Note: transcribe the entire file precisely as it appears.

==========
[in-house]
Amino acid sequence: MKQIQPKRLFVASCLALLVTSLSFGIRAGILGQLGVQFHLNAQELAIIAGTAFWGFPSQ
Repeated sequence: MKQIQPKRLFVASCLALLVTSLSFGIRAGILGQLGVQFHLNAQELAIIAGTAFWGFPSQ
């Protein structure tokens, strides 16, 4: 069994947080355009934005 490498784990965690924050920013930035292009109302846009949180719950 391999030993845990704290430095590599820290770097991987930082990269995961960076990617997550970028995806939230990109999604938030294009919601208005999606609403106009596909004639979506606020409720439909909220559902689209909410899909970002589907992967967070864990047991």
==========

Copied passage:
[in-house]
Amino acid sequence: MKQIQPKRLFVASCLALLVTSLSFGIRAGILGQLGVQFHLNAQELAIIAGTAFWGFPSQ
Repeated sequence: MKQIQPKRLFVASCLALLVTSLSFGIRAGILGQLGVQFHLNAQELAIIAGTAFWGFPSQ
């Protein structure tokens, strides 16, 4: 069994947080355009934005 490498784990965690924050920013930035292009109302846009949180719950 391999030993845990704290430095590599820290770097991987930082990269995961960076990617997550970028995806939230990109999604938030294009919601208005999606609403106009596909004639979506606020409720439909909220559902689209909410899909970002589907992967967070864990047991």